Dixon emerging as new title rival for Castroneves (VIDEO)

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With the Honda Indy Toronto in the books, Helio Castroneves continues to lead the IZOD IndyCar Series championship. But his rear view mirrors are starting to fill up with the “Target red” of Scott Dixon.

And that’s the main focus for “The Iceman,” who now sits just 29 points behind Castroneves after completing a weekend sweep at Exhibition Place this afternoon. When NBC Sports Network’s Kevin Lee mentioned the $100,000 bonus he’d won for taking both races in the doubleheader, Dixon instead talked about the bigger picture.

“One hundred grand is good, but I’d rather take the points,” said Dixon after his third consecutive triumph in an eight-day span. “The points are what we’re here for…We’ll narrow it down and try to go for [the championship].”

Dixon has the momentum, and it bears noting that the next IndyCar race is at Mid-Ohio Sports Car Course (Aug. 4, 3 p.m. ET, NBC Sports Network), where he is the two-time defending race champion and a four-time winner in his career.

And that could mean trouble for Castroneves, who had a relatively strong weekend in Toronto with a sixth-place finish on Saturday and a runner-up finish today. Even so, he couldn’t help but marvel at Dixon’s brilliance.

“[Dixon] was in another league,” Castroneves said to NBCSN. “I was pushing as hard as I could and I had a very good car, don’t get me wrong. But…Whatever he’s having for breakfast, I want it. Man, that was something.”

Castroneves had one final chance to get past Dixon on the last restart of the day with two laps to go but was unable to pull it off.

“I only had one “push to pass” [overtake] and I was trying to be smart with using the push-to-pass to keep up with Scott,” he said. “I was going for it, but in the end, it was really hard and Scott was smart. He’s not a rookie. We gotta work but we’re very happy with a good second-place.”

Meanwhile, the Toronto troubles continued for Ryan Hunter-Reay, who fell to third in the championship after contact with Will Power on that particular restart sent him into the wall near Turn 1. As a result of his 19th place finish, RHR is now 69 points behind Castroneves in the title race.

Three events ago, he had been just nine points behind him.

“Will was coming out from the bottom and I had a good run around the outside and I was right next to him,” Hunter-Reay told NBCSN. “He was sliding across and when I talked to him in the [medical car] that took us back, he said he got loose on the bottom and he just drove right up into us.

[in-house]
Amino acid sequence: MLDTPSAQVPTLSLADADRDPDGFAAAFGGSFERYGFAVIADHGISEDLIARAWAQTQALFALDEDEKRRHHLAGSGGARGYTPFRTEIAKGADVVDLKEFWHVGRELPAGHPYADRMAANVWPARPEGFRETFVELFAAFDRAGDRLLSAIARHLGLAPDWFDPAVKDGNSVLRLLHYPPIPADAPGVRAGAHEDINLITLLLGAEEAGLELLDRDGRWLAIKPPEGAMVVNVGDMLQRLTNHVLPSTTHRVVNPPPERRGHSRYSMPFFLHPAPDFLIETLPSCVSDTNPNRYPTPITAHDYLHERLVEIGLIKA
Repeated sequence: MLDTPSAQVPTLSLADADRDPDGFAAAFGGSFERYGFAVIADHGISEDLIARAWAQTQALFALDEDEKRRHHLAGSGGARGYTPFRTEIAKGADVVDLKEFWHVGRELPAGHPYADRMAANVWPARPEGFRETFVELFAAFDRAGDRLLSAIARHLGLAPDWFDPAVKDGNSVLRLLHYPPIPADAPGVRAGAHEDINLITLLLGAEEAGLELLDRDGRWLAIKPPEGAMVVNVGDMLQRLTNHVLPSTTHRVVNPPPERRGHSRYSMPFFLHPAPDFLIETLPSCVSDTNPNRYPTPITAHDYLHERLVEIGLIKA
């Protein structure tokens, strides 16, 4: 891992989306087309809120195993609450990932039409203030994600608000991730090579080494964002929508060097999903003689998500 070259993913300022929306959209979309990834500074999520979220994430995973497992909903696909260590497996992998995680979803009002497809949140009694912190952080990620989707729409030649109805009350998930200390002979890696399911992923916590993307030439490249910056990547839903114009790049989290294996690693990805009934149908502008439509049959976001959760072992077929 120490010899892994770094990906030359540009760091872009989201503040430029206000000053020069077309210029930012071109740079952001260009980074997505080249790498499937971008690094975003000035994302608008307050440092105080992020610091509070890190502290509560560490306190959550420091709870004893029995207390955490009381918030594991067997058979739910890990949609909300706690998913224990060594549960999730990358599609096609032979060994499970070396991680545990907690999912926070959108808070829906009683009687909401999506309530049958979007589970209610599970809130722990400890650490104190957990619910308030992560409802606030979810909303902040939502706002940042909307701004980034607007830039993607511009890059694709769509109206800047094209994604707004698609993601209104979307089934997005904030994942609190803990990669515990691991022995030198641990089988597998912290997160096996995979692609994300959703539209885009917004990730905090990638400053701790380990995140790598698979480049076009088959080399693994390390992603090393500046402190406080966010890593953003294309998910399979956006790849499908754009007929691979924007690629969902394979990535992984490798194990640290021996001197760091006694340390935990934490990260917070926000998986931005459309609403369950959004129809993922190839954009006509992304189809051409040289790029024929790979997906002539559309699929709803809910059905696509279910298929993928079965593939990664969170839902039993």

“There’s two lanes going through there and everybody kind of respects that. I don’t think he drove into me on purpose, but it took us out of the race.”

Dakar Rally: Overall rankings starting to tighten up after Stage 10, 4 stages remain

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Editor’s note: Don’t miss Wednesday’s video highlights on NBCSN at 5 p.m. ET.

Competitors in the 40th Dakar Rally were back on-track and on-course Tuesday for Stage 10 after Monday’s Stage 9 cancellation due to weather and impassable track conditions.

Stage 10 went from Salta, Argentina to Belen, Argentina.

Four stages remain to be completed in the 14-stage event, all in Argentina.

Here’s recaps of the top three classes: Bikes, Cars and Trucks, as well as statistics for both Quads and UTVs:

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BIKES

What a disastrous round it was for several riders in the category.

Toby Price and several other top riders, including American Ricky Brabec, got lost in a river bed and cost themselves significant time, not to mention positions in the stage and overall.

Stage 8 leader Adrian Van Beveren joined the growing list of riders that were eliminated after crashing three kilometers from the end of the stage.

Beveren was airlifted out after complaining of grogginess that likely was a result of a concussion. But that wasn’t the worst of it: he suffered a broken collarbone as well as chest and back injuries and was hospitalized, ending his 2018 Rally.

The mishaps to Beveren and Price, among others, allowed Austria’s Matthias Walkner to take over the category lead over Chile’s Pablo Quintanilla.

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CARS

France’s Stephane Peterhansel continued his winning ways, capturing yet another stage triumph.